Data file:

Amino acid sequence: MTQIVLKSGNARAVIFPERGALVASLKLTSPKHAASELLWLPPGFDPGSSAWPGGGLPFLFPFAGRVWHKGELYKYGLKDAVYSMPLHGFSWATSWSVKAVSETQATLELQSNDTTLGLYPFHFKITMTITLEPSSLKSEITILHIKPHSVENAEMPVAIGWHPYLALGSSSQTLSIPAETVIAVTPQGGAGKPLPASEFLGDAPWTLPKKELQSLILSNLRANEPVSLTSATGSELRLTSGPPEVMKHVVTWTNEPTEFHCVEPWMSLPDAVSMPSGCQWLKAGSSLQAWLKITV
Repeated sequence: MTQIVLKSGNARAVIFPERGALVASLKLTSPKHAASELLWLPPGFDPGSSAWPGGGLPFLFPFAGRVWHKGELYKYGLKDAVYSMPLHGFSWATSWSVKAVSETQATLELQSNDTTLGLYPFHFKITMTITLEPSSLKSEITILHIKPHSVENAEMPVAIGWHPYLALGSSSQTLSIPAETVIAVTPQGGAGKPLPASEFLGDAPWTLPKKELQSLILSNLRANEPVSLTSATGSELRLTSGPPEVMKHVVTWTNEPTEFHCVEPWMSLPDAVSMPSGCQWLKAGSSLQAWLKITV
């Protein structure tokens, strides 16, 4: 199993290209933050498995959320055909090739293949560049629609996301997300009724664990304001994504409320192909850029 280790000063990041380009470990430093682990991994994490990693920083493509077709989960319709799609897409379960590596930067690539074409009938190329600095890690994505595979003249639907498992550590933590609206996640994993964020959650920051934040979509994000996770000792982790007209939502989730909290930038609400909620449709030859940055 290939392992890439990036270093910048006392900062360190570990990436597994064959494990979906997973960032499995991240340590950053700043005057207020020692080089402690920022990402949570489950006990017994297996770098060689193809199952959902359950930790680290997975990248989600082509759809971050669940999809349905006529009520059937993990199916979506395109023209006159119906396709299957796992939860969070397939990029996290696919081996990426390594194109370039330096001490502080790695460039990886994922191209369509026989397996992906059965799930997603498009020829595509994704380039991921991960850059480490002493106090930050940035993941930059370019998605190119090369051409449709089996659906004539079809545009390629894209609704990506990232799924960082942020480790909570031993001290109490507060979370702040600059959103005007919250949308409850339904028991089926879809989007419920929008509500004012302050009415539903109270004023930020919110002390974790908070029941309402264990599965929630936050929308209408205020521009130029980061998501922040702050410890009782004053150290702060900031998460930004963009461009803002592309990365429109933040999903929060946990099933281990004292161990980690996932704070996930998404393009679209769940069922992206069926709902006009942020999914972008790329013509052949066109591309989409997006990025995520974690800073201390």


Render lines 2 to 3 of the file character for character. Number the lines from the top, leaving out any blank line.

Repeated sequence: MTQIVLKSGNARAVIFPERGALVASLKLTSPKHAASELLWLPPGFDPGSSAWPGGGLPFLFPFAGRVWHKGELYKYGLKDAVYSMPLHGFSWATSWSVKAVSETQATLELQSNDTTLGLYPFHFKITMTITLEPSSLKSEITILHIKPHSVENAEMPVAIGWHPYLALGSSSQTLSIPAETVIAVTPQGGAGKPLPASEFLGDAPWTLPKKELQSLILSNLRANEPVSLTSATGSELRLTSGPPEVMKHVVTWTNEPTEFHCVEPWMSLPDAVSMPSGCQWLKAGSSLQAWLKITV
């Protein structure tokens, strides 16, 4: 199993290209933050498995959320055909090739293949560049629609996301997300009724664990304001994504409320192909850029 280790000063990041380009470990430093682990991994994490990693920083493509077709989960319709799609897409379960590596930067690539074409009938190329600095890690994505595979003249639907498992550590933590609206996640994993964020959650920051934040979509994000996770000792982790007209939502989730909290930038609400909620449709030859940055 290939392992890439990036270093910048006392900062360190570990990436597994064959494990979906997973960032499995991240340590950053700043005057207020020692080089402690920022990402949570489950006990017994297996770098060689193809199952959902359950930790680290997975990248989600082509759809971050669940999809349905006529009520059937993990199916979506395109023209006159119906396709299957796992939860969070397939990029996290696919081996990426390594194109370039330096001490502080790695460039990886994922191209369509026989397996992906059965799930997603498009020829595509994704380039991921991960850059480490002493106090930050940035993941930059370019998605190119090369051409449709089996659906004539079809545009390629894209609704990506990232799924960082942020480790909570031993001290109490507060979370702040600059959103005007919250949308409850339904028991089926879809989007419920929008509500004012302050009415539903109270004023930020919110002390974790908070029941309402264990599965929630936050929308209408205020521009130029980061998501922040702050410890009782004053150290702060900031998460930004963009461009803002592309990365429109933040999903929060946990099933281990004292161990980690996932704070996930998404393009679209769940069922992206069926709902006009942020999914972008790329013509052949066109591309989409997006990025995520974690800073201390």